Exploring the concept of a family unit plays a big role in all of my books. I’m interested in families that are broken, families that aren’t…families that are lost and found and made. Bailey’s parents, for example, are divorced. At the beginning of the book, Bailey leaves her high-powered attorney mother (and step father) to reconnect with her father in California. Subliminally, I think Bailey made the choice to do this because she was seeking self-care. She’s been through a trauma, one that involved her mother, and she needed her father’s support to face her fears, and to learn that even though the family unit she knew as a child has changed, it doesn’t mean that it’s lesser. Porter’s family, on the other hand, is a more traditional unit. Everyone in town knows them. His parents have been together since they were teens, and along with Porter’s sister, they share a business and a multi-generational tradition in surfing. I think because Porter’s family unit is so rock-steady and has weathered tragedy and financial problems, Porter assumes that he has a responsibility to help his troubled friend, who was taken under the family’s wing in the past. He stubbornly believes that he can save him, because, in his experience, that’s what family does.
Speaking of Bailey and Porter, they had a fantastic love/hate relationship with the perfect amount of banter. What was it like writing their relationship?
I’m all about the banter. That’s what I live for, writing-wise. And I enjoyed every second of writing dialogue for Bailey and Porter, who are quite good at getting under each other’s skin. Of course the whole thing is verbal foreplay, because this is a romance, after all. I aim to bring the swoons, and I like to do that through wit.
The setting for Alex, Approximately almost serves as a main character for the story. It 100% gives off the laid back California beach vibe and makes you think about days on a boardwalk with sand between your toes. How essential was the vibe of the town for your story?
Here’s another “all my books” thing. All my books are love letters to Northern California: San Francisco, the Bay Area, and a couple of hours down the coast, where I set this story. Personally, I’ve traveled up and down California, and I used to live in the Los Angeles area, in Southern California, which is an entirely different beast than NorCal. Bailey and Porter’s surfing town, Coronado Cove, is based on Santa Cruz. I like my settings to come alive like characters, so I do a massive amount of research, draw on memories, and try to imagine I’m there when I’m writing. I think the fact that I’m also an artist probably helps. Visual details come naturally to me.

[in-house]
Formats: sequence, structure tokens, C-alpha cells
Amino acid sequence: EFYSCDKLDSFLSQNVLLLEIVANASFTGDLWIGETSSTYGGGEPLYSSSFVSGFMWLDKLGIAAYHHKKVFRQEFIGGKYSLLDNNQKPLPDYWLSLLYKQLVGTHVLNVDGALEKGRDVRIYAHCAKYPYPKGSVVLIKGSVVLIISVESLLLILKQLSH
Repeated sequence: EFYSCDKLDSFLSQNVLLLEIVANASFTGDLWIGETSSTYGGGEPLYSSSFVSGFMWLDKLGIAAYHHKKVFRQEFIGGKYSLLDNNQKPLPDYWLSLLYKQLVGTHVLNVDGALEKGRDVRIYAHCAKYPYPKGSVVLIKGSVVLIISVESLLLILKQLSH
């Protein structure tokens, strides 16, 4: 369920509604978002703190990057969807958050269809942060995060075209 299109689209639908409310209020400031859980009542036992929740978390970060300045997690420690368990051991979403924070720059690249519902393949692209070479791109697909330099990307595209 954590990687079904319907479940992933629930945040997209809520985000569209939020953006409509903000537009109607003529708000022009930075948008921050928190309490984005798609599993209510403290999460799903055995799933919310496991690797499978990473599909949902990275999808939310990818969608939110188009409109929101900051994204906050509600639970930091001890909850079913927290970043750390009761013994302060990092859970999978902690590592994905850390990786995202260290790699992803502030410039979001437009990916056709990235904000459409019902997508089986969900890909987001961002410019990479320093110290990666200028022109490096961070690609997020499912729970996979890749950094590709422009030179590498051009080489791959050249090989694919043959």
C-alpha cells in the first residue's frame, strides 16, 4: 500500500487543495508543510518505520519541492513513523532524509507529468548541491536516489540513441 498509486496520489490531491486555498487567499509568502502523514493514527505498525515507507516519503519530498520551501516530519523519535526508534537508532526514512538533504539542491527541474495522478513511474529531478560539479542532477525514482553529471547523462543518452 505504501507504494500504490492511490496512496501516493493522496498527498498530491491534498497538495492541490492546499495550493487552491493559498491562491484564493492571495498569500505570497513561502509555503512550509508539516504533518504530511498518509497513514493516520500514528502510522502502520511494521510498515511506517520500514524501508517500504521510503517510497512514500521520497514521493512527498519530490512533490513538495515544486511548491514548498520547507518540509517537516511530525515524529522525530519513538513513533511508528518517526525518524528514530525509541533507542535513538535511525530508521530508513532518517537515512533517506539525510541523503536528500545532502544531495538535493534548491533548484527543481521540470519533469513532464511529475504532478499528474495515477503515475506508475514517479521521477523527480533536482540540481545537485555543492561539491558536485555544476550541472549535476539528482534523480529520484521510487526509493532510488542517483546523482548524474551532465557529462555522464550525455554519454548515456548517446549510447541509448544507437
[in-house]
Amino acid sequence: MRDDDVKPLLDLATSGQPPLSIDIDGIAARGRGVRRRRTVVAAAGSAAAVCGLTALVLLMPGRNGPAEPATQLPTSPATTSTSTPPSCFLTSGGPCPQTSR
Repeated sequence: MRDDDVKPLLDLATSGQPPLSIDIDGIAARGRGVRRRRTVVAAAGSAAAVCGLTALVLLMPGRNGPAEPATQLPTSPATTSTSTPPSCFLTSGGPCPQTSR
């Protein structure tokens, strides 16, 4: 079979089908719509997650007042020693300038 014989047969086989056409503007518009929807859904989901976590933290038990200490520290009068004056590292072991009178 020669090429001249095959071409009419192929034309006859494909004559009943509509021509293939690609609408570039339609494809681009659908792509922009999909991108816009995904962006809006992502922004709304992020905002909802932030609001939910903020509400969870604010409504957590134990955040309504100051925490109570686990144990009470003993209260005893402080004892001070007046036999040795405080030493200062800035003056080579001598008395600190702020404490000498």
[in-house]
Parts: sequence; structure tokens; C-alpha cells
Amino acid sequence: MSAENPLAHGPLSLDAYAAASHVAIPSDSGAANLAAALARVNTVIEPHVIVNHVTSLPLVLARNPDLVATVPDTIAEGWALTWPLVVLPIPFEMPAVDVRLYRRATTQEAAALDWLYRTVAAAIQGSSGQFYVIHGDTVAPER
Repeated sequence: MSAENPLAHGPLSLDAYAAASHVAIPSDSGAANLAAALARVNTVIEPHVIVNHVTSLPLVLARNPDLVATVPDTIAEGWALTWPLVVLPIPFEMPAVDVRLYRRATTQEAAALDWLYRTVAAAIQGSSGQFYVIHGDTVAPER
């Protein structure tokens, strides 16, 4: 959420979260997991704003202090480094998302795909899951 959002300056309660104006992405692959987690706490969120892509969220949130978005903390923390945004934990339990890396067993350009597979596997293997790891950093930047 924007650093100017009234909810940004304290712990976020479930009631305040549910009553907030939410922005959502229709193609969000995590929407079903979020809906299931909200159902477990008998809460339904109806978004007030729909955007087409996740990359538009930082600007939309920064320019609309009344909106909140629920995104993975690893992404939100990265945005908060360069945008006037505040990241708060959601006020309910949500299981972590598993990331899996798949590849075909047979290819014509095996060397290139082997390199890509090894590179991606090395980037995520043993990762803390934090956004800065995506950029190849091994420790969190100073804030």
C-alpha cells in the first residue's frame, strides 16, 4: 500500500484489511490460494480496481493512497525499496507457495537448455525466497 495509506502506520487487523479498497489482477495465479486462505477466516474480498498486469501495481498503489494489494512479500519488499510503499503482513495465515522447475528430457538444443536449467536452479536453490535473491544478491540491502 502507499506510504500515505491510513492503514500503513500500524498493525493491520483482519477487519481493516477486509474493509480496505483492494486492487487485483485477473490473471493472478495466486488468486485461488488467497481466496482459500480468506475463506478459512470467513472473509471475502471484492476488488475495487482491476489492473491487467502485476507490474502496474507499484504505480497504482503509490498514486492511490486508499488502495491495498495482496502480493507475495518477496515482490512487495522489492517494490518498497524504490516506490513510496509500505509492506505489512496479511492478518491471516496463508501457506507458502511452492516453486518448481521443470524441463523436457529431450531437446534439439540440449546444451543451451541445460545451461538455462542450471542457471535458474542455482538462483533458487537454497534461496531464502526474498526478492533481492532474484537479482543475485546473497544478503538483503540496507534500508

The cover of Alex, Approximately has a unique story where the readers got to vote and decide on the cover they liked the most (personally I picked the one that won). How fun was it for you to have the readers decide on such an important part of the book?
It was so much fun to have readers pick the cover! Barnes and Noble approached my publisher with the idea to do a national “you pick the cover” experiment, and at first, I was nervous. At the time, we already had an amazing cover. One that I adored. One that made me tear up when I saw it. Then all of the sudden, a second cover was in the mix. One that I hated. It was a perfectly excellent cover, but it didn’t fit this book. It said, “I am a teen romance!”, and it needed to say, “I am a quirky teen romance about movie lovers that will make you laugh, cry, and swoon!” So I threw some ideas to to my publisher, and the designer created the gorgeous cover that’s on the book today: a couple watching a movie together. That’s the one readers picked. Honestly, when I saw this cover, I couldn’t decide which one I liked more—the original or this one—so it was a win-win situation with readers choosing, and I’m totally happy with the results. (And just wait until you see the rest of the book’s final design. So lovely!)
Lastly, when I interview authors on my blog I always ask the same final question. What is the one item of clothing you could never live without?
A year or so ago, I would have said flip-flops. I KNOW. They are gross. But I live in Atlanta, and it’s !@$& hot here. But then I lost weight, like, 80 pounds of weight, (go me!), and I discovered I could fit into nice, tall boots. SO MANY BOOTS. Because of the heat, I can only wear them 3-4 months a year, but I’m wearing a pair now, and nothing makes me happier.